Miles Arceneaux, the nom de plume of Texas-based writers Brent Douglass, John T. Davis and James R. Dennis, Thin Slice of Life
the nom de plume of Texas-based writers Brent Douglass,
John T. Davis and James R. Dennis
Thin Slice of Life
Fri. Dec. 7,
THIN SLICE OF LIFE (reviewed on November 15, 2012)
The triumvirate writing as Miles Arceneaux (aka Texas authors Brent Douglass, John T. Davis and James R. Dennis) debuts with a hurricane-ravaged thriller in the atmosphere-and-action mode of Sue Grafton’s Santa Teresa and James Lee Burke’s Cajun country.
Charlie Sweetwater, vagabond owner of a small Mexican diving resort, picks up the phone and hears his brother say “drive up here….I want you to meet somebody.” Brother Johnny runs the family’s fishing fleet, having remained on the Texas Gulf after their father’s death. Charlie arrives, but Johnny is missing at sea. Thus begins an adventure among shrimpers, fisherman and edge-of-law folks sailing around the fertile bay waters near Port Aransas, and it all plays out before, during and after a devastating hurricane called Lana. It’s 1979, and trawlers harvesting the Texas Gulf Coast’s bounty are largely crewed by ambitious and hardworking Vietnamese refugees. That’s good. What’s bad is the market’s controlled by Sea-Tex, a shadowy corporation owned by “Colonel” Nguyen Ngoc Bao, a man who has “the sort of attitude for his adopted home that a crocodile reserves for a poodle.” The storm, plus gunrunning, drug smuggling and the hardy denizens of the Shady Boat and Leisure Club, give the novel a hold-onto-your-seat cinematic narrative. Add film-ready characterizations like Llewellyn “Pinky” Cudihay (cast John Goodman, certainly), who is a corrupt state senator, and O. B. Hadnott (give Tommy Lee Jones a Stetson), a West Texas Ranger assigned to investigate the shooting of the senator’s aide, and it’s a page turner. The authors also do a commendable job with Hispanic and Vietnamese characters. There’s menacing Miguel Negron, former gangbanger, prisoner and now cook/bartender, and Marisol Cavasos, Miguel’s childhood friend and current parole officer. Then there’s beautiful Trinh An Phu, once a Saigon bar girl, who captures the taciturn Ranger’s heart. And that's not counting young Raul, who attaches himself to Tío Carlito. Fights, stabbings and gunplay carry the narrative until the good guys win out and get the girls.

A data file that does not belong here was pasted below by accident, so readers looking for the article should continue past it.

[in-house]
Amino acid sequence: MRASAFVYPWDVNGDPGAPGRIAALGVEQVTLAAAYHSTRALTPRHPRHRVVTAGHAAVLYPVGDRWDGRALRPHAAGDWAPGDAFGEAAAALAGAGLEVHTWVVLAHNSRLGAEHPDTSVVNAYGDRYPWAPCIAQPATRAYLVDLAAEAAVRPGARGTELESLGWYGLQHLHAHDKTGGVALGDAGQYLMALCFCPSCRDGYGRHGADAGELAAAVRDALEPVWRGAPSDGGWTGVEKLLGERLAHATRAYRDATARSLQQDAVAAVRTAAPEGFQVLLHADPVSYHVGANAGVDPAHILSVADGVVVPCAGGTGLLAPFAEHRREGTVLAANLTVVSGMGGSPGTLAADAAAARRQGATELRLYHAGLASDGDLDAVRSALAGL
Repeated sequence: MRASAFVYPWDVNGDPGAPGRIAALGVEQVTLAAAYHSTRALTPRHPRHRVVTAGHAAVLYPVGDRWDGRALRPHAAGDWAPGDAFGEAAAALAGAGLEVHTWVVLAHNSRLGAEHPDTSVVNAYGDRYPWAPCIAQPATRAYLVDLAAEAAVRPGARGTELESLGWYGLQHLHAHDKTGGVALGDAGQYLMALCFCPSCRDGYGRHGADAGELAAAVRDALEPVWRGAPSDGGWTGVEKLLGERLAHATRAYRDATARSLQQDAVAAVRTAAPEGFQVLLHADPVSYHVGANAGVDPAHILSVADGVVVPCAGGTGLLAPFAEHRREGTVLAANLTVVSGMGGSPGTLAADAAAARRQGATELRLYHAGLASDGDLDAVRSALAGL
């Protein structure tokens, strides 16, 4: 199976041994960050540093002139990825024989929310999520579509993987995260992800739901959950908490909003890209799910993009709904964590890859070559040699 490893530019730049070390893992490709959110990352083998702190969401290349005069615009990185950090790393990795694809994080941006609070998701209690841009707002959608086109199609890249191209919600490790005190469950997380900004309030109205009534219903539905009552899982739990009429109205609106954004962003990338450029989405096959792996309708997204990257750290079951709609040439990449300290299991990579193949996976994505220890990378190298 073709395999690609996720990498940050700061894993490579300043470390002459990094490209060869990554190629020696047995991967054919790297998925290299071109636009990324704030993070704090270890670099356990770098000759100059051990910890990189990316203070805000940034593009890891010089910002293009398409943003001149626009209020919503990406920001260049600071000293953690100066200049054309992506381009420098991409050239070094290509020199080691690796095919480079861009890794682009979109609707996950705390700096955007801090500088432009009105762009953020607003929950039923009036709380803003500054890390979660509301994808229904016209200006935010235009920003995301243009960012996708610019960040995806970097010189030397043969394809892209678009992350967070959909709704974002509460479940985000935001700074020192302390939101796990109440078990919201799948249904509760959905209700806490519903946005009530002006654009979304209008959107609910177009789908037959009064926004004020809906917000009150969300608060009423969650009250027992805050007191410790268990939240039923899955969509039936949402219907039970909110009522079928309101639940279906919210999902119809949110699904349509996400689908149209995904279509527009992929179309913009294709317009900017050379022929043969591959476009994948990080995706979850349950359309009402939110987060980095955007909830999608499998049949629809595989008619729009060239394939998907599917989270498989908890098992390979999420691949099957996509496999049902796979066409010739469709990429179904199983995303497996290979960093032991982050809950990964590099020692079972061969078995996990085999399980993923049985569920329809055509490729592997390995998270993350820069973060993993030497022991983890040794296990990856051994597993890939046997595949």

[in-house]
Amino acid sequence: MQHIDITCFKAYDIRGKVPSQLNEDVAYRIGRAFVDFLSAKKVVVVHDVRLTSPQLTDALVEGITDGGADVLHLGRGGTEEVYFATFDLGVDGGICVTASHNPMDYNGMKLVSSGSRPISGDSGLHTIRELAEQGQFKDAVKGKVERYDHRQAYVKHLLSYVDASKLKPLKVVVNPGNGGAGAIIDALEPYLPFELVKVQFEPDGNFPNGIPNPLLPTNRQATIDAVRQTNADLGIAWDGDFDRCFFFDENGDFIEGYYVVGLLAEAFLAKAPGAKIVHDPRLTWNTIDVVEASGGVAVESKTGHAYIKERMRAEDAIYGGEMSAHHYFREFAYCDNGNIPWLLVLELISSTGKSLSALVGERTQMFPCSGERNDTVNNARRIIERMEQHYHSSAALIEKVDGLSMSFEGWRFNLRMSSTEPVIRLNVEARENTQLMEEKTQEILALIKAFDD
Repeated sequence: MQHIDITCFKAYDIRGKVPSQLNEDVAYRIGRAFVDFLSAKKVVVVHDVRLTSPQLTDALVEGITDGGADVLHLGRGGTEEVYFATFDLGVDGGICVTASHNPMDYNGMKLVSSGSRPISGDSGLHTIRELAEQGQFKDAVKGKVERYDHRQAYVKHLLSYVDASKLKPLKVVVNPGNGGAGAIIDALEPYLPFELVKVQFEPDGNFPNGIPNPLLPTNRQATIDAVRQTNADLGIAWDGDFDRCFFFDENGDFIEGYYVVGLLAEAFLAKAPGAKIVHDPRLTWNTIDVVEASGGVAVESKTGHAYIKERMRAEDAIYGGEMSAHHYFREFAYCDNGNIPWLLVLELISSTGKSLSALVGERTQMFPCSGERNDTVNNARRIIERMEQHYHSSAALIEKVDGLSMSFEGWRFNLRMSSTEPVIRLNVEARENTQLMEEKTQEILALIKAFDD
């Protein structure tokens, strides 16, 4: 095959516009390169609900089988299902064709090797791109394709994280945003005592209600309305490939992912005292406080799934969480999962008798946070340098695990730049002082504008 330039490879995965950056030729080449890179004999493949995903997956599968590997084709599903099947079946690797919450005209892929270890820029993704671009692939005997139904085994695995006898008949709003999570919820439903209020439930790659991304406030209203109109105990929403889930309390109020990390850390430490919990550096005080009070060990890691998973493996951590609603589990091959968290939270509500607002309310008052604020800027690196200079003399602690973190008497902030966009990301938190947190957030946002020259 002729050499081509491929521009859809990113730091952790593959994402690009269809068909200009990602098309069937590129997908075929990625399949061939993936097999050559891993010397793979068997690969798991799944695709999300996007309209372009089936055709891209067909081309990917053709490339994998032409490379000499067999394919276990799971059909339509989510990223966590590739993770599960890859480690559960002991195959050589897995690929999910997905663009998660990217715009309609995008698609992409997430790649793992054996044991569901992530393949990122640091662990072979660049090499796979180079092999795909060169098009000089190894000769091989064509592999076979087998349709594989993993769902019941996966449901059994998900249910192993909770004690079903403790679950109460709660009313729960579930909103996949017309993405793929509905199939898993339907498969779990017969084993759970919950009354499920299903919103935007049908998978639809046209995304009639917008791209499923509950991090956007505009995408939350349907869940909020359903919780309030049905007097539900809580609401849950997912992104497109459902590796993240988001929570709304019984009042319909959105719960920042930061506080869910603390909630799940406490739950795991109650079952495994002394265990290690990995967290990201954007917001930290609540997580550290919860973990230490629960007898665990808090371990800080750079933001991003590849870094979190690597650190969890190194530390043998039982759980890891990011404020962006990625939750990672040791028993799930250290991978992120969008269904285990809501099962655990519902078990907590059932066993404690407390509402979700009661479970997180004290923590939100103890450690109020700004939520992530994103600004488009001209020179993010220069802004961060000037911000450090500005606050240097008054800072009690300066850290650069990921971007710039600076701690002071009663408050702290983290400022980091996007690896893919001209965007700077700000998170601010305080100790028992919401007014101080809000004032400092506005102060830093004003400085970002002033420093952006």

An engaging crime caper. This book hits the mark.
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